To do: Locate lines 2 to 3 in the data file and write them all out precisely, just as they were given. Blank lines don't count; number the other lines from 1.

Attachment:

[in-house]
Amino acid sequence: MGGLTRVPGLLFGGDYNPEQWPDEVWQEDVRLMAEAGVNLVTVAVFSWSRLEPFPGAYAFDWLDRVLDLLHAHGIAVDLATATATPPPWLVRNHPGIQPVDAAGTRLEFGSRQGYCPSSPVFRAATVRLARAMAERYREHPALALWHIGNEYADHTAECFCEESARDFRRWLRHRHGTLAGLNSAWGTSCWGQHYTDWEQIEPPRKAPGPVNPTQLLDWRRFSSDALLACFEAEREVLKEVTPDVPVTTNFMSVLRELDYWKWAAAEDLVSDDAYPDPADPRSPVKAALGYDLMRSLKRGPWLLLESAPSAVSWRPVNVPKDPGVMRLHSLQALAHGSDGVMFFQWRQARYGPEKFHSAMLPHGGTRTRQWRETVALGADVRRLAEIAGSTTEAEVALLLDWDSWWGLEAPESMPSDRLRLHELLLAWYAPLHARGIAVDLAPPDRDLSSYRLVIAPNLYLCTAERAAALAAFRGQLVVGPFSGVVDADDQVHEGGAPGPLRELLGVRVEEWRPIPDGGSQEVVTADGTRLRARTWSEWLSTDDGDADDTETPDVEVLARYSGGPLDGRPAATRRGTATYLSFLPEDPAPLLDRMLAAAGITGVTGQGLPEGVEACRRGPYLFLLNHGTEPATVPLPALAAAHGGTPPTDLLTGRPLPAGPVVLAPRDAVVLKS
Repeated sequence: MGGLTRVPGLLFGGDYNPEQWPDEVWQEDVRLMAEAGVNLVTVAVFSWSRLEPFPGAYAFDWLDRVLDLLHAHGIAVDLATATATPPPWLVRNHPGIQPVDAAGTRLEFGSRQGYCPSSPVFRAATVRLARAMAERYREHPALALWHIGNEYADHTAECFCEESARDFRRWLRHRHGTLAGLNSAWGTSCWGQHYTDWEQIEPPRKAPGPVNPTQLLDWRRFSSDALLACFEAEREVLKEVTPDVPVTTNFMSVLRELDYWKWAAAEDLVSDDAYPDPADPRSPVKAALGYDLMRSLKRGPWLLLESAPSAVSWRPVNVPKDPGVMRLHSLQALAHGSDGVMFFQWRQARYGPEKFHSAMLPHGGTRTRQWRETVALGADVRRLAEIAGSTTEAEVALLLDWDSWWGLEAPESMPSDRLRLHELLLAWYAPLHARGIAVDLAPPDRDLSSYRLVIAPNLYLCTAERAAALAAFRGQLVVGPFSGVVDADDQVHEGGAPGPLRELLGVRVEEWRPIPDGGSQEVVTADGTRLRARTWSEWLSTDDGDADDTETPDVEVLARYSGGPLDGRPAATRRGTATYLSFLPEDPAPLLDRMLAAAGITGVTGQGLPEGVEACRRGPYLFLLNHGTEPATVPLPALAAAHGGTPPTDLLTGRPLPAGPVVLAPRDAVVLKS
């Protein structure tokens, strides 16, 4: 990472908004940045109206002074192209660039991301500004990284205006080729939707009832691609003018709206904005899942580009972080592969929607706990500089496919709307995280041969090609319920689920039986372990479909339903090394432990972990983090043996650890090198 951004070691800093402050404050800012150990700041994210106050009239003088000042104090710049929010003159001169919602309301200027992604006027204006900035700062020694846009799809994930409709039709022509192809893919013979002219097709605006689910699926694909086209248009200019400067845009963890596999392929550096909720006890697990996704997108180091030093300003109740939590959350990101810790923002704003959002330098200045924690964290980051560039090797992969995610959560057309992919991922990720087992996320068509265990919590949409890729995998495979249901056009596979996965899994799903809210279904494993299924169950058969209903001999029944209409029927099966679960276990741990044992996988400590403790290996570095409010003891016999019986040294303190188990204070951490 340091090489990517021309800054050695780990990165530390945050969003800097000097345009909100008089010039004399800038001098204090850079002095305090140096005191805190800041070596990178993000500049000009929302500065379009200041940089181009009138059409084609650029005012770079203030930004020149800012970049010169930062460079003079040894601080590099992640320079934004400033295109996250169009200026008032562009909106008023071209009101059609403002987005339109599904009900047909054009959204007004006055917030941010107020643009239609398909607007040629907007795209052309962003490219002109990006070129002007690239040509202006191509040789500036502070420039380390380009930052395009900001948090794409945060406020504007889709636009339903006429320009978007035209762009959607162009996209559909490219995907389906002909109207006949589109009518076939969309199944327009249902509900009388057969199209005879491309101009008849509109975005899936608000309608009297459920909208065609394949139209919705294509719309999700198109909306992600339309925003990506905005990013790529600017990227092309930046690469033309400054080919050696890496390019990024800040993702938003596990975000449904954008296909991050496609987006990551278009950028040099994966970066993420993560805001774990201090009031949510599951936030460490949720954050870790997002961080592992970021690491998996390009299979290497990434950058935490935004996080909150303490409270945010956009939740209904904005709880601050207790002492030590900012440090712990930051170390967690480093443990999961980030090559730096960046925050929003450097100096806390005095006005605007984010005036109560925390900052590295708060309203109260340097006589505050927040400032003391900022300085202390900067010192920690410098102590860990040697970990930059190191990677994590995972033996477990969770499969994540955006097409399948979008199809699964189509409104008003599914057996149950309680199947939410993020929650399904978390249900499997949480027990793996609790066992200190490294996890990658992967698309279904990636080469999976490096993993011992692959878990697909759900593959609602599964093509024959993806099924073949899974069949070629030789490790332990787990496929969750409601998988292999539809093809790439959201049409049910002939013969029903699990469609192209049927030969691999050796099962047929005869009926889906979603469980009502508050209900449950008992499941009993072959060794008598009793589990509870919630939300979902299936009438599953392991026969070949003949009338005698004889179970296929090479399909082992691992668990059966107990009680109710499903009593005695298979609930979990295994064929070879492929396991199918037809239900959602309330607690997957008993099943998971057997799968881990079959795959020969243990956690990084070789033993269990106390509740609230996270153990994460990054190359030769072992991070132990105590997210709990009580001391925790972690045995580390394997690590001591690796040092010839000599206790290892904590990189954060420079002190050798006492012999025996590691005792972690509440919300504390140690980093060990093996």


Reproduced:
Amino acid sequence: MGGLTRVPGLLFGGDYNPEQWPDEVWQEDVRLMAEAGVNLVTVAVFSWSRLEPFPGAYAFDWLDRVLDLLHAHGIAVDLATATATPPPWLVRNHPGIQPVDAAGTRLEFGSRQGYCPSSPVFRAATVRLARAMAERYREHPALALWHIGNEYADHTAECFCEESARDFRRWLRHRHGTLAGLNSAWGTSCWGQHYTDWEQIEPPRKAPGPVNPTQLLDWRRFSSDALLACFEAEREVLKEVTPDVPVTTNFMSVLRELDYWKWAAAEDLVSDDAYPDPADPRSPVKAALGYDLMRSLKRGPWLLLESAPSAVSWRPVNVPKDPGVMRLHSLQALAHGSDGVMFFQWRQARYGPEKFHSAMLPHGGTRTRQWRETVALGADVRRLAEIAGSTTEAEVALLLDWDSWWGLEAPESMPSDRLRLHELLLAWYAPLHARGIAVDLAPPDRDLSSYRLVIAPNLYLCTAERAAALAAFRGQLVVGPFSGVVDADDQVHEGGAPGPLRELLGVRVEEWRPIPDGGSQEVVTADGTRLRARTWSEWLSTDDGDADDTETPDVEVLARYSGGPLDGRPAATRRGTATYLSFLPEDPAPLLDRMLAAAGITGVTGQGLPEGVEACRRGPYLFLLNHGTEPATVPLPALAAAHGGTPPTDLLTGRPLPAGPVVLAPRDAVVLKS
Repeated sequence: MGGLTRVPGLLFGGDYNPEQWPDEVWQEDVRLMAEAGVNLVTVAVFSWSRLEPFPGAYAFDWLDRVLDLLHAHGIAVDLATATATPPPWLVRNHPGIQPVDAAGTRLEFGSRQGYCPSSPVFRAATVRLARAMAERYREHPALALWHIGNEYADHTAECFCEESARDFRRWLRHRHGTLAGLNSAWGTSCWGQHYTDWEQIEPPRKAPGPVNPTQLLDWRRFSSDALLACFEAEREVLKEVTPDVPVTTNFMSVLRELDYWKWAAAEDLVSDDAYPDPADPRSPVKAALGYDLMRSLKRGPWLLLESAPSAVSWRPVNVPKDPGVMRLHSLQALAHGSDGVMFFQWRQARYGPEKFHSAMLPHGGTRTRQWRETVALGADVRRLAEIAGSTTEAEVALLLDWDSWWGLEAPESMPSDRLRLHELLLAWYAPLHARGIAVDLAPPDRDLSSYRLVIAPNLYLCTAERAAALAAFRGQLVVGPFSGVVDADDQVHEGGAPGPLRELLGVRVEEWRPIPDGGSQEVVTADGTRLRARTWSEWLSTDDGDADDTETPDVEVLARYSGGPLDGRPAATRRGTATYLSFLPEDPAPLLDRMLAAAGITGVTGQGLPEGVEACRRGPYLFLLNHGTEPATVPLPALAAAHGGTPPTDLLTGRPLPAGPVVLAPRDAVVLKS